FOR IMMEDIATE RELEASE
May 8, 2012
The Snowmobile Industry Contributes $860 Million to New York State, According to a New Study
SUNY Potsdam Institute for Applied Research findings show economic impact of the sport of snowmobiling
PINE BUSH, NY – An economic assessment undertaken by the SUNY Potsdam Institute for Applied Research shows that the sport of snowmobiling delivers an economic impact of more than $860 million to New York State annually. The New York State Snowmobile Association (NYSSA) revealed the findings of the assessment to more than 600 NYSSA members who attended the 2012 Educational Forum and Annual Meeting in Lake Placid.
The results of this assessment are designed to analyze what the sport of snowmobiling means to New York State’s businesses and municipalities. In comparison, a 2011 study done by the Iowa State University Department of Economics determined that snowmobiling has a $123 million economic impact in the state of Iowa.
“Our previous study shows that, even after adjusting for cost of living and other factors, snowmobiling has been a growing activity during the last decade with significant economic impact for New York State “ – Dr. J. Patrick Turbett, SUNY Potsdam
Results of this economic assessment show that on average, a New York State snowmobiler spends more than $3,000 individually every year for snowmobile related activities. This figure does not include the $45 registration fee required for each sled every year.
“We tasked the SUNY Potsdam Institute for Applied Research with this economic assessment to accurately determine the current contribution of the snowmobile industry. By collaborating with the SUNY Potsdam Institute for Applied Research we ensured that the findings would withstand peer review,” said Dominic Jacangelo, Executive Director of NYSSA. “In addition to financial numbers, this survey informed NYSSA of our current demographics and how snowmobilers feel about our sport in New York State. These results are critical in ensuring snowmobiling interests have a voice on the federal, state and local levels.”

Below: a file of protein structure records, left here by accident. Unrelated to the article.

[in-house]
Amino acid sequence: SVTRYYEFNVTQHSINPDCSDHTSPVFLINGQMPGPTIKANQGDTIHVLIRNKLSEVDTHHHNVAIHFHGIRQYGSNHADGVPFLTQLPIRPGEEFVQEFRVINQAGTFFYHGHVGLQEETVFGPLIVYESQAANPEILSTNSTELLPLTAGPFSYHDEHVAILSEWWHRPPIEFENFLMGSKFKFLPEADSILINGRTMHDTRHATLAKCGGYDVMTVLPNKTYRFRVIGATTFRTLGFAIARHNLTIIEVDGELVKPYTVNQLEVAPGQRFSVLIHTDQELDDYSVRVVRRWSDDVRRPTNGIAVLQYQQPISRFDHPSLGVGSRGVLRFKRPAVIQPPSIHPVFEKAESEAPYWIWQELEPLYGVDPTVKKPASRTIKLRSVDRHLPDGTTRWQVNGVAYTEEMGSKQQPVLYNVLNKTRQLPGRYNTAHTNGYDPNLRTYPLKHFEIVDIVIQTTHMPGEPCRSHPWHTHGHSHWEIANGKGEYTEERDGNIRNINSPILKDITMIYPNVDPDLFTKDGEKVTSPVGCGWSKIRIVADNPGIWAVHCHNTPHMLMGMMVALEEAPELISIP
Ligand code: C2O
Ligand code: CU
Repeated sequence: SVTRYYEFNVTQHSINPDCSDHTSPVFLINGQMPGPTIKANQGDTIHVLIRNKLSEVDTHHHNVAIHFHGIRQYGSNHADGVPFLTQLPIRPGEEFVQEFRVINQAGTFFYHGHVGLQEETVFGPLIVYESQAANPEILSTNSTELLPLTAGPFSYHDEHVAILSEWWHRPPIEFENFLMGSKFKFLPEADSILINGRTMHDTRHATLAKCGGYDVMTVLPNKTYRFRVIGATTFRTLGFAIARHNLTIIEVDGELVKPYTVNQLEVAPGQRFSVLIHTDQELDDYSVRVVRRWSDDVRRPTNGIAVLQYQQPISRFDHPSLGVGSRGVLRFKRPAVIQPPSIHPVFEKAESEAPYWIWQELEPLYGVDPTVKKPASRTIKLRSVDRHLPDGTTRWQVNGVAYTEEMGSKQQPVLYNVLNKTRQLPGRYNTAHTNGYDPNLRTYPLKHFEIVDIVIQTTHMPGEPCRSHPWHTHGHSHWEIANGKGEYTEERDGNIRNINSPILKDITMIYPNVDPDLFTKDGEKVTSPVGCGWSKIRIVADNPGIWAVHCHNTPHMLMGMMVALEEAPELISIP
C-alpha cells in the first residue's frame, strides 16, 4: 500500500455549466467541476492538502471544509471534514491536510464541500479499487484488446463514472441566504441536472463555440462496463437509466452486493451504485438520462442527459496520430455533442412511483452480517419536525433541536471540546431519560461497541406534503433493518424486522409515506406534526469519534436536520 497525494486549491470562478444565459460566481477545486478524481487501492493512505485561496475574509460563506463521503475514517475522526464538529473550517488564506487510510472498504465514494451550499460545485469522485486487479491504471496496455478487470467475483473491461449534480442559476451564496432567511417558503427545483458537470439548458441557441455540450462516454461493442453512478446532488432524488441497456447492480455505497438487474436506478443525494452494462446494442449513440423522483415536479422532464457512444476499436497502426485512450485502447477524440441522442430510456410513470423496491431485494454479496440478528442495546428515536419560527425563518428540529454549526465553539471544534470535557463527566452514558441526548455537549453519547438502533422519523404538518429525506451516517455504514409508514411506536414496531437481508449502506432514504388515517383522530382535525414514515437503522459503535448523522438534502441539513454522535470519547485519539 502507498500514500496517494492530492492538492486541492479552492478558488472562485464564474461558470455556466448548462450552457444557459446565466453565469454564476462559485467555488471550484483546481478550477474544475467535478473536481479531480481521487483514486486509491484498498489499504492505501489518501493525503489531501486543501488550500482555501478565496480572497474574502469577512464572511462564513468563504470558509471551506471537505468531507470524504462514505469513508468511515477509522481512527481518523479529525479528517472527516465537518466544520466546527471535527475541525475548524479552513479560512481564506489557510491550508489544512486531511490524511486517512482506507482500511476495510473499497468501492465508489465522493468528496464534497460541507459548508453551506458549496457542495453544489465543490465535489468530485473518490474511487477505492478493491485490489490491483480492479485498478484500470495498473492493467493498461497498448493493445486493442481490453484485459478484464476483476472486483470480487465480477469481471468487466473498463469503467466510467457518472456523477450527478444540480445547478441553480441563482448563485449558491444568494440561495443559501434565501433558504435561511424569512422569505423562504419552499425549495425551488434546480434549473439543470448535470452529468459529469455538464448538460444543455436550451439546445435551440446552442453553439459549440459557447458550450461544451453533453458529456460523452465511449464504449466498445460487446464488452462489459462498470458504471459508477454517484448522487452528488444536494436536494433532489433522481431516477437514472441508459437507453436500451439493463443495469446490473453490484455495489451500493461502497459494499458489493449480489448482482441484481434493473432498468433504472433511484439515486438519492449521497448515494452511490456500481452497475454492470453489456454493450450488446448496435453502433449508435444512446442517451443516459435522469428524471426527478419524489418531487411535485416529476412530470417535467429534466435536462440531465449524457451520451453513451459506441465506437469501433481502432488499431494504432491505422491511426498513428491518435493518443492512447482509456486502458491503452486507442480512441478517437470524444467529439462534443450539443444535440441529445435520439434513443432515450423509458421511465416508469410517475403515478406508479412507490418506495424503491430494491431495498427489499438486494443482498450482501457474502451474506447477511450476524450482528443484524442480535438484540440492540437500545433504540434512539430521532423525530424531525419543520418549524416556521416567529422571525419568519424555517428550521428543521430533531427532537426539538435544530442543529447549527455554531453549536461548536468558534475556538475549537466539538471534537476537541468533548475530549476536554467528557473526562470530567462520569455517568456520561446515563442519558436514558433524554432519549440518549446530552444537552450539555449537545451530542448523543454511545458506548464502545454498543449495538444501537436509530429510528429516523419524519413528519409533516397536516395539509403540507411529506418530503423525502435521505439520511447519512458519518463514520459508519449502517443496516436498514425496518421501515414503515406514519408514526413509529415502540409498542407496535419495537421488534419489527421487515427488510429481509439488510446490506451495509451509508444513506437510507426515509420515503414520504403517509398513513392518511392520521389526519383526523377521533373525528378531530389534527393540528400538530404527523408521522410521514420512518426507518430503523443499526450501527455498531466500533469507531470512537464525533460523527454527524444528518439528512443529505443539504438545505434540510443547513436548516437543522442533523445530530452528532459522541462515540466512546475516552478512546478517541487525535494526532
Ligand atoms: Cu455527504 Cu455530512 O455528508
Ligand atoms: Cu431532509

Survey results broke down how much money snowmobilers spent on sleds, travel, insurance, maintenance, gasoline, clothing, service and repairs during the 2010 – 2011 season. Distributed online and via mail, 5,916 surveys were completed. In comparison, the prior survey in 2003 returned 1,350 results.
“Our Economic Impact Survey really brings into perspective how difficult this past winter was,” said Gary Broderick, President of NYSSA. “With lower than average snowfalls across the state, snowmobilers were not able to spend the amount of time on their sleds as usual and that directly leads to less money spent as well. Along our 10,500 miles of trails across New York State, there are a variety of restaurants, convenient stores, gas pumps and snowmobile dealers that rely on our sport as a source of revenue, as evident by our study.”
Additional work is being undertaken by the Institute regarding the sport involving snowmobile dealers and businesses that depend on snowmobilers for a portion of their revenue stream during certain times of the year. Complete results of the study will be released later this year.
The New York State Snowmobile Association (NYSSA), a non-profit corporation, is the largest snowmobile association in the country working on behalf of the registered NY snowmobile owners, who contribute more than $860 million to the New York economy, and 235 snowmobile clubs to improve trails, facilities and services for participants, and defend snowmobilers against discriminatory legislation.
2011-12 Economic Impact Study
2011-12 Preliminary Results, Forum 2012 PPT Presentation by P. Turbett, SUNY Potsdam
Profile of Snowmobiling Households, preliminary
2003 Economic Impact Study
This study was conducted by the NYS Department of Office of Parks, Recreation and Historic Preservation.
The study calculated amongst its results, a conservatively estimated economic impact of snowmobiling in New York State of $875 million dollars per year.
Click here for the 2003 Economic Impact Study
1998 Economic Impact Study
Click here for the 1998 Economic Impact Study (warning: extremely large file, 10MB)